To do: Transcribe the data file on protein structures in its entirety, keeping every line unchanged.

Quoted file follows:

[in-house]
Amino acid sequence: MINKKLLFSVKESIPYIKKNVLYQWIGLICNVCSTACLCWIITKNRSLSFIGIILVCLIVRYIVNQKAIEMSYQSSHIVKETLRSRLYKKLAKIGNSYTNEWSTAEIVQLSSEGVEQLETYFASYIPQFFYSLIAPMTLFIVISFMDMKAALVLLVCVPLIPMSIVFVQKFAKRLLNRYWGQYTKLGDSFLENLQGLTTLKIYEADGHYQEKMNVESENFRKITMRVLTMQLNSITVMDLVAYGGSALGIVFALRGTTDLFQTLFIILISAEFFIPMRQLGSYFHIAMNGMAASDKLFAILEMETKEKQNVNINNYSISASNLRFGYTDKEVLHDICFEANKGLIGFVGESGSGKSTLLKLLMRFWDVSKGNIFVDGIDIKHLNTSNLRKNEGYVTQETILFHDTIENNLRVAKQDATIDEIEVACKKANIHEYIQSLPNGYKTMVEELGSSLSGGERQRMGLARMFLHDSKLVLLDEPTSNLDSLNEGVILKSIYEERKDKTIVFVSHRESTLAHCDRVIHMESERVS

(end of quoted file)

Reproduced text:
[in-house]
Amino acid sequence: MINKKLLFSVKESIPYIKKNVLYQWIGLICNVCSTACLCWIITKNRSLSFIGIILVCLIVRYIVNQKAIEMSYQSSHIVKETLRSRLYKKLAKIGNSYTNEWSTAEIVQLSSEGVEQLETYFASYIPQFFYSLIAPMTLFIVISFMDMKAALVLLVCVPLIPMSIVFVQKFAKRLLNRYWGQYTKLGDSFLENLQGLTTLKIYEADGHYQEKMNVESENFRKITMRVLTMQLNSITVMDLVAYGGSALGIVFALRGTTDLFQTLFIILISAEFFIPMRQLGSYFHIAMNGMAASDKLFAILEMETKEKQNVNINNYSISASNLRFGYTDKEVLHDICFEANKGLIGFVGESGSGKSTLLKLLMRFWDVSKGNIFVDGIDIKHLNTSNLRKNEGYVTQETILFHDTIENNLRVAKQDATIDEIEVACKKANIHEYIQSLPNGYKTMVEELGSSLSGGERQRMGLARMFLHDSKLVLLDEPTSNLDSLNEGVILKSIYEERKDKTIVFVSHRESTLAHCDRVIHMESERVS